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Transforming Tax With AI: Our Interview With EYTransforming Tax With AI: Our Interview With EY

Transforming Tax With AI: Our Interview With EY

Ciarán Daly

June 12, 2019

6 Min Read

Across the board, AI adoption is on the rise. A
recent EY survey of US CEOs and business leaders found that most
senior enterprise decisionmakers (85%) classify themselves as artificial
intelligence optimists, while the financial services industry in particular is
benefiting significantly from an uptick in AI adoption.

One area of
financial services quietly undergoing a revolution in AI and automation is tax and
accounting. To gain a better understanding of how AI is being used in tax
today, we sat down with Charles Brayne and Harvey Lewis from EY. Charles is
EY’s UK Chief Tax Innovation Officer and Partner and has a dual role. On the
one hand, he works with clients to help them adopt new tax technologies and on
the other, he oversees the implementation of AI technologies within EY’s own
tax business. Meanwhile, as EY’s UK Chief Tax Data Scientist, Harvey works
directly with tax and law professionals to create and deliver new AI tools and
applications, as well as provide strategic oversight for their automation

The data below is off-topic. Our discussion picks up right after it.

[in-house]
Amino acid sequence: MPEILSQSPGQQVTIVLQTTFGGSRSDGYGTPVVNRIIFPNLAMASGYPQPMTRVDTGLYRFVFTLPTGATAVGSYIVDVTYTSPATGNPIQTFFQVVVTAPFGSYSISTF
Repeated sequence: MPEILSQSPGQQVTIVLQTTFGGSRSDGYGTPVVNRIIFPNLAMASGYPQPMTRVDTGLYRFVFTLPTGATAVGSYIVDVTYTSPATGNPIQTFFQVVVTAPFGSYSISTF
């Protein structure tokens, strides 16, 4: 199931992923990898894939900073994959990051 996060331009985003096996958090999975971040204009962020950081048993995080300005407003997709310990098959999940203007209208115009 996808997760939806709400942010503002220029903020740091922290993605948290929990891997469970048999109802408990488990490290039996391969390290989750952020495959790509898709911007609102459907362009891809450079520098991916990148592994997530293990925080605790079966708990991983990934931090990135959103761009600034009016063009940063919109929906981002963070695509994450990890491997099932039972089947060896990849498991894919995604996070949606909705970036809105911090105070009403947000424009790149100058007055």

Why is AI a focus for tax?

C: Whilst
tax is enormously complicated in so many ways, it’s also very systematic and
logical. We’ve found that a lot of what we do is enormously susceptible to
being performed in a very different way using various branches of AI, such as pattern-based
machine learning, Natural Language Processing (NLP) and Natural Language
Generation (NLG), all of which we’re investing in heavily. In all likelihood what
we do as tax professionals will be fundamentally transformed in the next 3-5

In what way?

C: A lot of
the routine work in tax is around compliance, data cleansing and data
processing; being able to identify risks and anomalies, and produce returns. We
are now starting to use technology to deliver this work in a fundamentally
different way. People are going to be using a range of technologies to produce
those outputs. You could see fewer people doing tax compliance and accounting
in future because so much of it will be driven by technology, or at the very
least, those people will have more time to focus on the outputs of that work
and what it means for the business.

What do you see are the benefits, Harvey?

H: For me, there are two primary benefits for AI in tax. The
first is that it allows you to deliver old services in new ways. If you think
about some of the conventional tax or law-related services that organisations
provide, AI can make them much more efficient by orders of magnitude.

The second is that entirely new services are possible when
you apply these technologies. We can look at the data and tasks that we perform
and apply AI to enable something very different, so whether that’s screening
new information sources for changes in tax legislation or helping tax
professionals complete interviews with engineers claiming R&D tax credits.
There’s a wide range of applications for these technologies that allow us to go
much wider and deeper into these services.

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